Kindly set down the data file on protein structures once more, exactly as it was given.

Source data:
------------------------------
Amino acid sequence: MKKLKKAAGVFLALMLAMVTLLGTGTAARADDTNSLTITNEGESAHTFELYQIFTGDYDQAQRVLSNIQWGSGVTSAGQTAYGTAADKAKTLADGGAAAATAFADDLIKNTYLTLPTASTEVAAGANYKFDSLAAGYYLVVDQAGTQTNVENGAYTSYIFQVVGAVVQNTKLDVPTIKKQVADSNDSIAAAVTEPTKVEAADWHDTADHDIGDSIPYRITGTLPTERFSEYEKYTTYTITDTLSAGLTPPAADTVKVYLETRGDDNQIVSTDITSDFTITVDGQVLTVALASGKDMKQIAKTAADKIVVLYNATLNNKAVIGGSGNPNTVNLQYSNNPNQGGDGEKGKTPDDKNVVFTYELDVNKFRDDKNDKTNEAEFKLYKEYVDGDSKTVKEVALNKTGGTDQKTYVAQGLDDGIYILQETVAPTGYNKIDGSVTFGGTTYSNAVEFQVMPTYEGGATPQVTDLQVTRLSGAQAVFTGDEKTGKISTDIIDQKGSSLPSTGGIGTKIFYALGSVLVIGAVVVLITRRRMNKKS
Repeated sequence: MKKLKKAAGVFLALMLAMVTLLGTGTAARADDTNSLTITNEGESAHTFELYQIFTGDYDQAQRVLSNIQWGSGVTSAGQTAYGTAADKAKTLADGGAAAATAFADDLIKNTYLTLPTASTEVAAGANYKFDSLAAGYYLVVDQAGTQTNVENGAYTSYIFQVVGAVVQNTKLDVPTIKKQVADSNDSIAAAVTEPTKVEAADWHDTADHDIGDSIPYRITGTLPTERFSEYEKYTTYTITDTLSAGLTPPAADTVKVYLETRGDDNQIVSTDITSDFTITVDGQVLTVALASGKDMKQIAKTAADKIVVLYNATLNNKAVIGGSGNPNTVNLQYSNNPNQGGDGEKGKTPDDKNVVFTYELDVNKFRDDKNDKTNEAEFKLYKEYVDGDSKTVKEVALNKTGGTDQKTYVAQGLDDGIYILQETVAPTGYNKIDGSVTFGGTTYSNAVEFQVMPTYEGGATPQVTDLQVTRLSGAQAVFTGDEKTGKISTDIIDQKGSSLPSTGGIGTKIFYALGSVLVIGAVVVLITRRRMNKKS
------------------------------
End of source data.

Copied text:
Amino acid sequence: MKKLKKAAGVFLALMLAMVTLLGTGTAARADDTNSLTITNEGESAHTFELYQIFTGDYDQAQRVLSNIQWGSGVTSAGQTAYGTAADKAKTLADGGAAAATAFADDLIKNTYLTLPTASTEVAAGANYKFDSLAAGYYLVVDQAGTQTNVENGAYTSYIFQVVGAVVQNTKLDVPTIKKQVADSNDSIAAAVTEPTKVEAADWHDTADHDIGDSIPYRITGTLPTERFSEYEKYTTYTITDTLSAGLTPPAADTVKVYLETRGDDNQIVSTDITSDFTITVDGQVLTVALASGKDMKQIAKTAADKIVVLYNATLNNKAVIGGSGNPNTVNLQYSNNPNQGGDGEKGKTPDDKNVVFTYELDVNKFRDDKNDKTNEAEFKLYKEYVDGDSKTVKEVALNKTGGTDQKTYVAQGLDDGIYILQETVAPTGYNKIDGSVTFGGTTYSNAVEFQVMPTYEGGATPQVTDLQVTRLSGAQAVFTGDEKTGKISTDIIDQKGSSLPSTGGIGTKIFYALGSVLVIGAVVVLITRRRMNKKS
Repeated sequence: MKKLKKAAGVFLALMLAMVTLLGTGTAARADDTNSLTITNEGESAHTFELYQIFTGDYDQAQRVLSNIQWGSGVTSAGQTAYGTAADKAKTLADGGAAAATAFADDLIKNTYLTLPTASTEVAAGANYKFDSLAAGYYLVVDQAGTQTNVENGAYTSYIFQVVGAVVQNTKLDVPTIKKQVADSNDSIAAAVTEPTKVEAADWHDTADHDIGDSIPYRITGTLPTERFSEYEKYTTYTITDTLSAGLTPPAADTVKVYLETRGDDNQIVSTDITSDFTITVDGQVLTVALASGKDMKQIAKTAADKIVVLYNATLNNKAVIGGSGNPNTVNLQYSNNPNQGGDGEKGKTPDDKNVVFTYELDVNKFRDDKNDKTNEAEFKLYKEYVDGDSKTVKEVALNKTGGTDQKTYVAQGLDDGIYILQETVAPTGYNKIDGSVTFGGTTYSNAVEFQVMPTYEGGATPQVTDLQVTRLSGAQAVFTGDEKTGKISTDIIDQKGSSLPSTGGIGTKIFYALGSVLVIGAVVVLITRRRMNKKS